Herbs may be used as dried extracts (capsules, powders, teas), glycerites (glycerine extracts), or tinctures (alcohol extracts). Unless otherwise indicated, teas should be made with 1 tsp. of herb per cup of hot water. Steep, covered, 5 to 10 minutes for leaf or flowers, and 10 to 20 minutes for roots. Drink 2 to 4 cups per day.

Hawthorn (Crataegus monogyna), linden flowers (Tilia cordata), and motherwort (Leonorus cardiaca) may be used long-term as teas with a high degree of safety. The rest of the herbs listed here should be used under the supervision of a qualified practitioner because of toxic side effects.

A cardiac tonic that contains herbs to stimulate circulation and strengthen the cardiovascular system includes hawthorn (Crataegus monogyna), ginkgo (Ginkgo biloba), linden flowers (Tilia cordata), mistletoe (Viscum album), Indian tobacco (Lobelia inflata), and motherwort (Leonurus cardiaca). A tincture made from equal parts of these herbs should be taken in 20 drops three times a day.

For acute relief of symptoms use a tincture made from equal parts of the following herbs: yellow jasmine (Gelsemium sempervirens), Indian tobacco (Lobelia inflata), monkshood (Aconite napellus), night-blooming cereus (Selenicereus grandiflorus), and ginger (Zingiber officinale). Take 10 to 20 drops every 15 minutes when necessary, up to eight consecutive doses.

Some of the most common remedies used for angina are listed below. Usually, the dose is 3 to 5 pellets of a 12X to 30C remedy every one to four hours until your symptoms get better.
• Aconite for panic and fear of death with tachycardia.
• Cactus for constriction in chest, pains down the left arm.
• Glonoine for rapid pulse, violent palpitations, cardiac pains that radiate to arms, and waves of pounding headache.

Acupuncture can relieve symptoms and help treat underlying causes.

Massage can improve circulation to peripheral tissues.

Following Up

Keep track of what causes your angina pain, what it feels like, how often you get it, and how long it lasts. If there's a change in your pattern, let your health care provider know right away.

Special Considerations

Hawthorn, linden, and motherwort are safe during pregnancy. Stronger herbs should not be used without provider supervision.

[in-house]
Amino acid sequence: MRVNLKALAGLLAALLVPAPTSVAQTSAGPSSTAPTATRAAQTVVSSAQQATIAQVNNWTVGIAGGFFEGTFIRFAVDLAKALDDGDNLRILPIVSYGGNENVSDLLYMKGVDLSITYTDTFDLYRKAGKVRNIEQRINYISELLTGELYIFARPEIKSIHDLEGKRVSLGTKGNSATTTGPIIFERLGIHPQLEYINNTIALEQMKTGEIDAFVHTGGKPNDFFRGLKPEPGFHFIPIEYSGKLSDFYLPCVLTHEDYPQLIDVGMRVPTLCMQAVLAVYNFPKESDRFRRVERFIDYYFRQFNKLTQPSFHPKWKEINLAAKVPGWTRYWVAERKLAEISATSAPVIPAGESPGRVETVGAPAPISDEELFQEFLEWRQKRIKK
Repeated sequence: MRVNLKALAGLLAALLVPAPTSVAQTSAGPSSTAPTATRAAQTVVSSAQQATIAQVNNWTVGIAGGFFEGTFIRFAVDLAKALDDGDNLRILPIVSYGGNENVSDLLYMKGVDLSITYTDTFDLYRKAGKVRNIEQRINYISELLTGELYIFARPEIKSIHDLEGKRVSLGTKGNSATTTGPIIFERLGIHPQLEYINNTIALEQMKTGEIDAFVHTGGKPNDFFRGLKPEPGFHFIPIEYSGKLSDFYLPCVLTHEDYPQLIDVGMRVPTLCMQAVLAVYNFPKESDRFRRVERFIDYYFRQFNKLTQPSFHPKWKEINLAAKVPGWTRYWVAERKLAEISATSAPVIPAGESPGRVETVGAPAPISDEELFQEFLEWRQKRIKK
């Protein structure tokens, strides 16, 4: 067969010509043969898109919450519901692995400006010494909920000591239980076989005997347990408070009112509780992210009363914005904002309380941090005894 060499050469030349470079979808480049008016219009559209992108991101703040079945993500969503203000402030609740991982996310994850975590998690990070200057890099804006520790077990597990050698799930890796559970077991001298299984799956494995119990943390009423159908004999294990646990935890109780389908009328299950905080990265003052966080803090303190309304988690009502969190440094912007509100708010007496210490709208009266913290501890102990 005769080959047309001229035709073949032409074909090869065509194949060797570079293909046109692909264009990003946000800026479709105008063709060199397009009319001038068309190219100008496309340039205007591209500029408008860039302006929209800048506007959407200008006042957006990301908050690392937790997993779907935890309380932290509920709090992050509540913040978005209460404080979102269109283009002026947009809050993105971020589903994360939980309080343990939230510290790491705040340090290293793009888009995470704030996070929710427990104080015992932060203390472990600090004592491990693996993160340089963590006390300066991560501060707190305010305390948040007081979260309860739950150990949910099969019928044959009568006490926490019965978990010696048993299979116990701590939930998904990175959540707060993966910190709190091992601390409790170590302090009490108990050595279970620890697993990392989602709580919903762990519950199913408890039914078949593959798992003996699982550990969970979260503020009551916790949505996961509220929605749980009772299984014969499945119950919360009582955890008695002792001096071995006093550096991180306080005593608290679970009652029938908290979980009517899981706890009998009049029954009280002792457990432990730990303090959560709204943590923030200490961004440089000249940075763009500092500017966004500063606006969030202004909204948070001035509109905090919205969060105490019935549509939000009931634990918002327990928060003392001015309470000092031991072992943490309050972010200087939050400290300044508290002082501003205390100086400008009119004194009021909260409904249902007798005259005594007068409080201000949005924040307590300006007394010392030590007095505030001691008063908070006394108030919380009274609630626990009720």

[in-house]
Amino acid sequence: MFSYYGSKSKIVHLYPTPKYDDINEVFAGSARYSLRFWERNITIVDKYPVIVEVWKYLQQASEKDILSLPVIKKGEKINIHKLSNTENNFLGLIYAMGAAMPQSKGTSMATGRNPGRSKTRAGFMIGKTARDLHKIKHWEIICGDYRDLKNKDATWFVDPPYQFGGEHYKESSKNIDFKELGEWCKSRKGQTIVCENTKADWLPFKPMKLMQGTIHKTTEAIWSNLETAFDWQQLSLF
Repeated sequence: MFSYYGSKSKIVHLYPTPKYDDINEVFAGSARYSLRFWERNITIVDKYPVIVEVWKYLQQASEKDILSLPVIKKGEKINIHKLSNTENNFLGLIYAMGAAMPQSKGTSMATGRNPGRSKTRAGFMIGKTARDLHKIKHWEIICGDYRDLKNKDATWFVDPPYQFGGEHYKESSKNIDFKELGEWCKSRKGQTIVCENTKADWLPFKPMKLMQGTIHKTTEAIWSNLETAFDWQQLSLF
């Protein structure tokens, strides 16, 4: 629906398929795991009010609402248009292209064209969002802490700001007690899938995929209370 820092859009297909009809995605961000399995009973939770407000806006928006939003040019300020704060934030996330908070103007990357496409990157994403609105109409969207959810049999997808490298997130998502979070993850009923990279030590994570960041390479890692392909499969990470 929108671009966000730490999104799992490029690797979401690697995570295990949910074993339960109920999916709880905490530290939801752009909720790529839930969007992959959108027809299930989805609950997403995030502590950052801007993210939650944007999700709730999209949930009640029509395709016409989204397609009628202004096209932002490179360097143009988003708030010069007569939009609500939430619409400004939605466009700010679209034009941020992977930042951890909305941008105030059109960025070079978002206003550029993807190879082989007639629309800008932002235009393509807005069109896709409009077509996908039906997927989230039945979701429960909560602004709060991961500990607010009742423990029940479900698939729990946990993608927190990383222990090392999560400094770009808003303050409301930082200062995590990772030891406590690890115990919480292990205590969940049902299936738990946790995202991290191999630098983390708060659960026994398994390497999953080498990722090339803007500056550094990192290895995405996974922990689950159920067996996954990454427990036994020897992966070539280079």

Supporting Research

Ballegard S, et al. Acupuncture in angina pectoris: does acupuncture have a specific effect? J Intern Med. 1991; 229:357-362.

Caligiuri G, et al. Immune system activation follows inflammation in unstable angina: pathogenetic implications. J Am Coll Cardiol. 1998;32:1295-1304.

Carr AC, Frei B. Toward a new recommended dietary allowance for vitamin C based on antioxidant and health effects in humans. Am J Clin Nutr. 1999;69(6):1086-1107.

Cohen M, et al. A comparison of low-molecular weight heparin with unfractionated heparin for unstable coronary artery disease. N Engl J Med. 1997;337:447-452.

JAMA Patient Page. How much vitamin C do you need? JAMA. 1999;281(15):1460.

Johnston CS. Recommendations for vitamin C intake. JAMA. 1999;282(22):2118-2119.

Kruzel T. The Homeopathic Emergency Guide. Berkeley, Calif: North Atlantic Books; 1992:58-60.

Levine M, Rumsey SC, Daruwala R, Park JB, Wang Y. Criteria and recommendations for vitamin C intake. JAMA. 1999;281(15):1415-1453.

Werbach M. Nutritional Influences on Illness. New Canaan, Conn: Keats Publishing; 1988:40-77.

Zhou XP, Liu JX. Metrological analysis for efficacy of acupuncture on angina pectoris [in Chinese]. Chung-Kuo Chung His I Chieh Ho Tsa Chih. 1993;13:212-214.

Review Date

August 1999

Reviewed By

Participants in the review process include: Richard A. Lippin, MD, President, The Lippin Group, Southampton, PA; Tom Wolfe, P.AHG, Smile Herb Shop, College Park, MD; Leonard Wisneski, MD, FACP, George Washington University, Rockville, MD